CDC issues report on string of fentanyl overdoses in Connecticut: 5 takeaways

The CDC's most recentMorbidity and Mortality Weekly Report examines a string of fentanyl overdoses that occurred in New Haven, Conn., on June 23, 2016.

Here are five things to know.

1. On June 23, 2016, the synthetic opioid fentanyl was sold to an unknown number of people in New Haven, Conn., who thought it was cocaine. Over a period of less than eight hours, 12 people were brought to the emergency department at Yale New Haven Hospital suffering from apparent opioid overdoses,

2. Some of the patients required doses of the opioid overdose antidote naloxone. Several patients who were alert after the dose later developed respiratory failure.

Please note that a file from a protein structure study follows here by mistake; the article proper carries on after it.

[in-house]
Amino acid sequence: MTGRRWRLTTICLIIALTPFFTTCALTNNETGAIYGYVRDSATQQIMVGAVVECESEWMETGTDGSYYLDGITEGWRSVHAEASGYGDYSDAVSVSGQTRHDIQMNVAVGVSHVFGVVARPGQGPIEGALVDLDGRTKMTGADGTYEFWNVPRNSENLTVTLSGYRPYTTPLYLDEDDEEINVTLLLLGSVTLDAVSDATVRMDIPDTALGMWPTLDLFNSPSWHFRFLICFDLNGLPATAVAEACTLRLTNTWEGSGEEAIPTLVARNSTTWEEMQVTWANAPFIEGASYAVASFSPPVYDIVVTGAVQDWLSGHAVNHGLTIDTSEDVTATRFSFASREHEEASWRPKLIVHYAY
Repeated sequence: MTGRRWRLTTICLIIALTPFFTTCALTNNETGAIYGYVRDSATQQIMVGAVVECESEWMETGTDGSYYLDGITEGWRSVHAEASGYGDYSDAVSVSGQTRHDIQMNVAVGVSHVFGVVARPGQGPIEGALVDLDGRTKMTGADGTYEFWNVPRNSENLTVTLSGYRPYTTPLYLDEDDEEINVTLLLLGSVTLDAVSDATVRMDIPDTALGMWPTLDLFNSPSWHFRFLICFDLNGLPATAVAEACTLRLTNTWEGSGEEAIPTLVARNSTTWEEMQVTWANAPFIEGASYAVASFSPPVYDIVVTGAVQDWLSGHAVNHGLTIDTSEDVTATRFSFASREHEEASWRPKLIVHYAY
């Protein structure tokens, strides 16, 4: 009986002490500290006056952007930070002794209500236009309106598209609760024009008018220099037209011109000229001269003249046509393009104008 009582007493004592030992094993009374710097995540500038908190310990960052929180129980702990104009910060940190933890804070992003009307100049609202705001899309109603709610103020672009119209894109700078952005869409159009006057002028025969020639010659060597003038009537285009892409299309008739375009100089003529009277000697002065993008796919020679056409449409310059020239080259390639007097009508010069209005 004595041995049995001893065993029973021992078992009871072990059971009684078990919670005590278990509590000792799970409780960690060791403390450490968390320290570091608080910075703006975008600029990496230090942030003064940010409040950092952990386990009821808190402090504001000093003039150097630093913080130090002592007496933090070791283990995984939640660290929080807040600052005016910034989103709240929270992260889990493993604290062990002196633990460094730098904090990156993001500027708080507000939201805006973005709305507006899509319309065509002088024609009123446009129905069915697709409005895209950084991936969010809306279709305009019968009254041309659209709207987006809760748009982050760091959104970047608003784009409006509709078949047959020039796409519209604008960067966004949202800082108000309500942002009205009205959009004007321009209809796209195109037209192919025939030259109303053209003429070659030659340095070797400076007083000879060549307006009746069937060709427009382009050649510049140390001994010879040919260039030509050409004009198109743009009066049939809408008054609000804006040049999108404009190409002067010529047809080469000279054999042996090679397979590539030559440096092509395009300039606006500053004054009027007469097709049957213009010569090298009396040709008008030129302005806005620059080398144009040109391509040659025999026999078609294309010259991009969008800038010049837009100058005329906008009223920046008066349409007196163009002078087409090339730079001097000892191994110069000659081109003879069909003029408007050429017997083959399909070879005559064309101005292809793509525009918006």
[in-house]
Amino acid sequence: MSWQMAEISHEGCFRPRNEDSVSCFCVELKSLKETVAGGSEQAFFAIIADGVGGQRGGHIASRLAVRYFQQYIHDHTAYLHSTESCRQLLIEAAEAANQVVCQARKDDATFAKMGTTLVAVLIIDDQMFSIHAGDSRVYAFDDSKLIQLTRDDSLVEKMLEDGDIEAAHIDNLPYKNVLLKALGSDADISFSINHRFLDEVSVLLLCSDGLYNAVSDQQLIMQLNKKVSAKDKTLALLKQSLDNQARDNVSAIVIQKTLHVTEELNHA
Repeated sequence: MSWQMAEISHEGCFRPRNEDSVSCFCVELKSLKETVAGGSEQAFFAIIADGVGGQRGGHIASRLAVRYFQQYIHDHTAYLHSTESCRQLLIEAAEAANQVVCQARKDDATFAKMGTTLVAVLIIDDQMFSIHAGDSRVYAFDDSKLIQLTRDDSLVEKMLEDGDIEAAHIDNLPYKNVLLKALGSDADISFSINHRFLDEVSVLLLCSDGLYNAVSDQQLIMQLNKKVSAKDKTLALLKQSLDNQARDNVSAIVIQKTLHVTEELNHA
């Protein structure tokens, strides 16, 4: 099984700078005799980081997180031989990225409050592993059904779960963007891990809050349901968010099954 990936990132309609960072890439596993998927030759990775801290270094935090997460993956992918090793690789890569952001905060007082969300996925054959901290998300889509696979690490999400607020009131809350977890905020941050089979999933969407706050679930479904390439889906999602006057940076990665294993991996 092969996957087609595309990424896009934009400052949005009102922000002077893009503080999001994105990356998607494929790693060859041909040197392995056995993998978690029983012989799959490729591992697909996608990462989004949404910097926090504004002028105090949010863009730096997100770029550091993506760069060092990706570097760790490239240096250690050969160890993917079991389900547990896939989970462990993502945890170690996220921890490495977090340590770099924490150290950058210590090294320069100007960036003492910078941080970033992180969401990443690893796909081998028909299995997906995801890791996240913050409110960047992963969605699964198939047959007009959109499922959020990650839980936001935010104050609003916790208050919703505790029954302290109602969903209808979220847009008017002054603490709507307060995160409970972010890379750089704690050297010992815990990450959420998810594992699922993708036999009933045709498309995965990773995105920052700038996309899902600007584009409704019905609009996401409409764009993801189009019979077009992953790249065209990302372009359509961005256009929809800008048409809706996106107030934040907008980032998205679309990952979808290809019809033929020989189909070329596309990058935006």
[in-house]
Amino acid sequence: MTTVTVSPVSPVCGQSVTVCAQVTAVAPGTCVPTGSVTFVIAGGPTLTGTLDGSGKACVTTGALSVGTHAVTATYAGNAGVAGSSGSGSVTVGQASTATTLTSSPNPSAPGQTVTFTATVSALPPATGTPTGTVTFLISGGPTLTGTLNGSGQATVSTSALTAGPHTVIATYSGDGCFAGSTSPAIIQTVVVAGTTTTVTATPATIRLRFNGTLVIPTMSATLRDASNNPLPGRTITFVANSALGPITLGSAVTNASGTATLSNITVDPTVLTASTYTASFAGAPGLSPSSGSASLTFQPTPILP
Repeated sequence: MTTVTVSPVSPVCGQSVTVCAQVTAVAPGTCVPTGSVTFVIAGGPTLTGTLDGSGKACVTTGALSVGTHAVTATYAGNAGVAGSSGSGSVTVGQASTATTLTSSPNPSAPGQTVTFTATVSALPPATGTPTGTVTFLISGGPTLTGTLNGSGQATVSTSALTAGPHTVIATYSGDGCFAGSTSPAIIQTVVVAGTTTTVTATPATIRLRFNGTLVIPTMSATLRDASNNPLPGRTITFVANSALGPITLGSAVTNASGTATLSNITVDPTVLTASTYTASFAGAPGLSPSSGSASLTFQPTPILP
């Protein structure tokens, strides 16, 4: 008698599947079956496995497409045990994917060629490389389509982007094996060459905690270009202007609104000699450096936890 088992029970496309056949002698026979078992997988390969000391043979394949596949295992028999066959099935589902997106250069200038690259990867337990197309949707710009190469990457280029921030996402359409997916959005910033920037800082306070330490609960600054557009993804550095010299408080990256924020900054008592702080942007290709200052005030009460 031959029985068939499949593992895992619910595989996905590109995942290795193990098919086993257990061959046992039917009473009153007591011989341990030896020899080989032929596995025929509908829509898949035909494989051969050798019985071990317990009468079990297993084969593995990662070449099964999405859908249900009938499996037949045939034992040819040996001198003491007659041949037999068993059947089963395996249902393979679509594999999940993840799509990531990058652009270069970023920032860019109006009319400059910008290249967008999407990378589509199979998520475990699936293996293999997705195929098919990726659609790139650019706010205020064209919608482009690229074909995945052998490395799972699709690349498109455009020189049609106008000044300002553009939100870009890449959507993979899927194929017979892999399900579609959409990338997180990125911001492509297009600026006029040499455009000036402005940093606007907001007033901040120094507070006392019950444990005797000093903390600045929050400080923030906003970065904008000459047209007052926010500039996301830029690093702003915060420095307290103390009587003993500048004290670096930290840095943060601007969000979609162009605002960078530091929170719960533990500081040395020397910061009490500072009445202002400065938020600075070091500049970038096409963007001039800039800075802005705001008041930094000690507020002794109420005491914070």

3. Nine patients were admitted to the hospital, with four placed in the intensive care unit. Three patients ultimately died.

4. "These events highlight the intrinsic risks inherent in illicit drug use and support the broad distribution of naloxone," wrote the authors of the report. "The urine toxicology screens suggest that most patients were cocaine users, but not chronic opioid users, and as such, would likely not have received any training in the identification or treatment of opioid overdose."

5. In Massachusetts, toxicology screenings following opioid-related deaths for 2016 detected fentanyl in 74 percent of cases, surpassing heroin to make it the most deadly opioid in the state. Fentanyl is 50-times more potent than morphine.

More articles on opioids: 
3 ways repealing ACA could exacerbate the opioid epidemic 
Maryland governor proposes opioid prescription restrictions 
Surging opioid deaths leads to overflow at Ohio coroner's office

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